Lauren Delisa Coleman (10 Jan. 2019.). CES 2019: AMD CEO Dr. Lisa Su Reveals Sizzling Developments In Computing Power. Forbes. Retrieved from forbes.com
AMD President and Chief Executive Officer Dr. Lisa Su delivered her first-ever CES keynote address during the massive technology conference currently taking place in Las Vegas, Nevada, but judging from the audience response it will probably not be last. Dr. Lu and various guests talked processors, computing power, graphic technologies and future trends in a manner that oozed passion and excitement. Gamers, content developers and scientists rejoice. This is about computing power about which most have only dreamed. Here’s all you need to know about what’s next in processors. Fasten your seatbelts. These are the trends that will shape the next few years in all things high-performance computing.
First, celebrating its 50-year anniversary, AMD has come a long way since its early days in Silicon Valley and has managed to consistently take the lead in its industry. The company launched the world’s first gigahertz central processing unit (CPU) in 2000. Soon after, the company launched the first x86-64 bit architecture. Later, the first-ever teraflop, as well as the world’s first APU. Don’t worry if this seems to be another language. The important thing to note is these elements are absolutely vital to everyday tasks like browser loading, buffering banishment and more that intersect our lives on a daily basis. A true concern for those owning the more than 30 billion connected devices projected by 2020, as per Su.
Such demands, therefore, require new approaches, new innovation and new leaders. Innovation in particular because, as Au noted, time between introduction of new manufacturing of technologies has increased but scaling has become much more difficult. “So our focus is always to get that trend line up,” explained Su. “One way to do this is through heterogeneous computing. That simply means the right computing for the right task.” That signifies the fact that AMD has to make some pretty big bets on trend directions in technology based on analysis. And the 1.5 billion install-base of PCs is a key focus of the company given the fact that these devices are used for content creation, gaming and as a consumer platform – and performance expectations are high.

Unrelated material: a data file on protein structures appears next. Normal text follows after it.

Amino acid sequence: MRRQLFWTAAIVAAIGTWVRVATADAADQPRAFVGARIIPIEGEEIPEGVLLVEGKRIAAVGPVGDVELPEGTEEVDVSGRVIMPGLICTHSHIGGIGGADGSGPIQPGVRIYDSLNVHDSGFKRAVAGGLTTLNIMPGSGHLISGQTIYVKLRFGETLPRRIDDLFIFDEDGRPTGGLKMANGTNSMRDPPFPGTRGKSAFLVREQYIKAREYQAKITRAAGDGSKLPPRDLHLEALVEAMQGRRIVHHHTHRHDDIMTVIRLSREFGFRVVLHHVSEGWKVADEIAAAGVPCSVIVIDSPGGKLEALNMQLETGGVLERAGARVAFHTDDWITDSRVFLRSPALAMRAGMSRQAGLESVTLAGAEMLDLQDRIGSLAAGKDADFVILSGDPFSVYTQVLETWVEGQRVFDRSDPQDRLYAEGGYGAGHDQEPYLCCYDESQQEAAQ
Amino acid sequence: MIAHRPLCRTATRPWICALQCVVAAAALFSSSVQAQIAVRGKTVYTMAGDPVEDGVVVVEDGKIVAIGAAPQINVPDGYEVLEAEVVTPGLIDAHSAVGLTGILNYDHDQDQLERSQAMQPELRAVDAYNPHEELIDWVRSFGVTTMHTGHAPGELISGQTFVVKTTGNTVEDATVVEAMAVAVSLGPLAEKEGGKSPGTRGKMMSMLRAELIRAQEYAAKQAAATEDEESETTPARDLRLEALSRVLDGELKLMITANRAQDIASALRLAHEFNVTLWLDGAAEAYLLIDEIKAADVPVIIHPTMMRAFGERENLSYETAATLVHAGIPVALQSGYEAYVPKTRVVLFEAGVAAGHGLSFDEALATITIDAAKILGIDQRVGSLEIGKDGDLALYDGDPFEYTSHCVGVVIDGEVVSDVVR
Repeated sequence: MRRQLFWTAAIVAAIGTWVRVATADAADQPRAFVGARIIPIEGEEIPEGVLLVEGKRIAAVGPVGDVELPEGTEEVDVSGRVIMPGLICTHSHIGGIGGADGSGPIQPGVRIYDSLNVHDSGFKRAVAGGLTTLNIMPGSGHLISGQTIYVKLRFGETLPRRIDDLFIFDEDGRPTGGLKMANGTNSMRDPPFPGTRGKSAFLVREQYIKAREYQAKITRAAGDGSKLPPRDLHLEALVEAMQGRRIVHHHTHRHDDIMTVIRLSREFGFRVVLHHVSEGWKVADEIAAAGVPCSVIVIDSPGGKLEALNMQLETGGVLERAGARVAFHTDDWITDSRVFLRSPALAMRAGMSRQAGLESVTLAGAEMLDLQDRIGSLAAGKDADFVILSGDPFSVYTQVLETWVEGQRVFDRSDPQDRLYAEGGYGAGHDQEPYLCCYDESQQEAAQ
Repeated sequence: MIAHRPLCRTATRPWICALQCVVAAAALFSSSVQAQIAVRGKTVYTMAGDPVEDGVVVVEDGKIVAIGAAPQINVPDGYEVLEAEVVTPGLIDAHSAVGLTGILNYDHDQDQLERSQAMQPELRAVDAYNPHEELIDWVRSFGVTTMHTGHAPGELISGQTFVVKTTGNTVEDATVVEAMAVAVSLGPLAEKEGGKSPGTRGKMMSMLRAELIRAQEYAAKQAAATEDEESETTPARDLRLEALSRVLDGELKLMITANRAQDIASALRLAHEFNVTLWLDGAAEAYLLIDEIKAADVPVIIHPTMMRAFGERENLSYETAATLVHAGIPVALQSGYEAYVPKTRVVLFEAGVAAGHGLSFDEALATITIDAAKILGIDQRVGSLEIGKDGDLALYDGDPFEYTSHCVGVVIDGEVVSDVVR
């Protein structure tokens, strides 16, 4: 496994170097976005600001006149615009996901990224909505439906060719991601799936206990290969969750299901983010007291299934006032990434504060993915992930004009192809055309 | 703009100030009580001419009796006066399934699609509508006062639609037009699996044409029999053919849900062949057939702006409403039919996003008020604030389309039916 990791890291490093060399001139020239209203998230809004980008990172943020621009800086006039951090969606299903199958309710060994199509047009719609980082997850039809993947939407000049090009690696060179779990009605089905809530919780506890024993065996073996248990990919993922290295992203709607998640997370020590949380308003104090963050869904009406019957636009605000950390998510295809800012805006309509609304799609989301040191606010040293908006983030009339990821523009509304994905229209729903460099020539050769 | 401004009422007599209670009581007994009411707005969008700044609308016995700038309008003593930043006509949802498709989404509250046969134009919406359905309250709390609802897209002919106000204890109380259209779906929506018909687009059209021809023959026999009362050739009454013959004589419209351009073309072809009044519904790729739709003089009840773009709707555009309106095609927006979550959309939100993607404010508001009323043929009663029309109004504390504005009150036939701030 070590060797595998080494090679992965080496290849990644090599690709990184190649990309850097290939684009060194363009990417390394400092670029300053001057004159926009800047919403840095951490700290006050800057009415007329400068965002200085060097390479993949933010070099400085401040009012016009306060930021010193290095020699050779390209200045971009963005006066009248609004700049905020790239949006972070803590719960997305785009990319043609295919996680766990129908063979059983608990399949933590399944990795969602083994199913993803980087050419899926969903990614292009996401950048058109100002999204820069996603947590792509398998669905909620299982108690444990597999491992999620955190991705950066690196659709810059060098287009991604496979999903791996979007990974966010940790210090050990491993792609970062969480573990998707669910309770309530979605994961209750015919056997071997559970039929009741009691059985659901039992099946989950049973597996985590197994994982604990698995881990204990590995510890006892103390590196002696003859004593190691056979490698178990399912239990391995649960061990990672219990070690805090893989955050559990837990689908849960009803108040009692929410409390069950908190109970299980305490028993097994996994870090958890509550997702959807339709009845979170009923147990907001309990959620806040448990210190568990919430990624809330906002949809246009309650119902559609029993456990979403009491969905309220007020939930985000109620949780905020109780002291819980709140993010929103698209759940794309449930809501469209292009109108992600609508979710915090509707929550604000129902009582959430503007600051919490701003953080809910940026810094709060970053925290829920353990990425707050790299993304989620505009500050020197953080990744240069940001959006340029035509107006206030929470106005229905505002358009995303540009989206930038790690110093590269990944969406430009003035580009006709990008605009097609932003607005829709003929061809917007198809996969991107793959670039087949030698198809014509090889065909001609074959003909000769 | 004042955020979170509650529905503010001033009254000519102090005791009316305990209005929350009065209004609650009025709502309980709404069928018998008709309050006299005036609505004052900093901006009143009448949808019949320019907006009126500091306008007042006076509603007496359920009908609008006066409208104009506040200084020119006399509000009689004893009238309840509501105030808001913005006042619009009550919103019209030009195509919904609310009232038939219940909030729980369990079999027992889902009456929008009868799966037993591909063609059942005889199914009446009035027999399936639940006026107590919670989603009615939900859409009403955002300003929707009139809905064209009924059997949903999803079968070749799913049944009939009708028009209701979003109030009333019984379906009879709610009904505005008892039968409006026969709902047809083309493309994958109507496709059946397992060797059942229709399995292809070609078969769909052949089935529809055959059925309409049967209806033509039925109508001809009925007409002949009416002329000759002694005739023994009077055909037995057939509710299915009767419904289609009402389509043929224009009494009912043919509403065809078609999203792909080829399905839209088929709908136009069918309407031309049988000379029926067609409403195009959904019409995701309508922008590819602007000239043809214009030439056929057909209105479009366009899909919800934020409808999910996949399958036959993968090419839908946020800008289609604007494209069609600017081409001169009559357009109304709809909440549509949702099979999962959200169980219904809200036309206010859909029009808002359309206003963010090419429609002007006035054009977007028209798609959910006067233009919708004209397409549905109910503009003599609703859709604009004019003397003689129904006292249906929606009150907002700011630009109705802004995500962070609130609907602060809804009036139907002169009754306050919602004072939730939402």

Looking first at the content creation portion of that equation, Su spoke to unique problem-solving capabilities around content rendering as it pertains to such things as 3D modeling and virtual production. AMD tackles such issues with its Threadripper technology, the number-one selling high-end desktop processor. This technology now offers three times the performance (think: speed) from a few years ago for the very same price of $1700, and judging from the roar from the crowd by just the mere mention of the name, Threadripper possesses a fanbase with a level of devotion that could easily go toe-to-toe with that of Beyonce’s BeyHive.
Use cases were shown to the audience via short video testimonials from principals at virtual production company Fox VFX demonstrating that AMD is working to re-define the creative process in this space with innovation now and for years to come.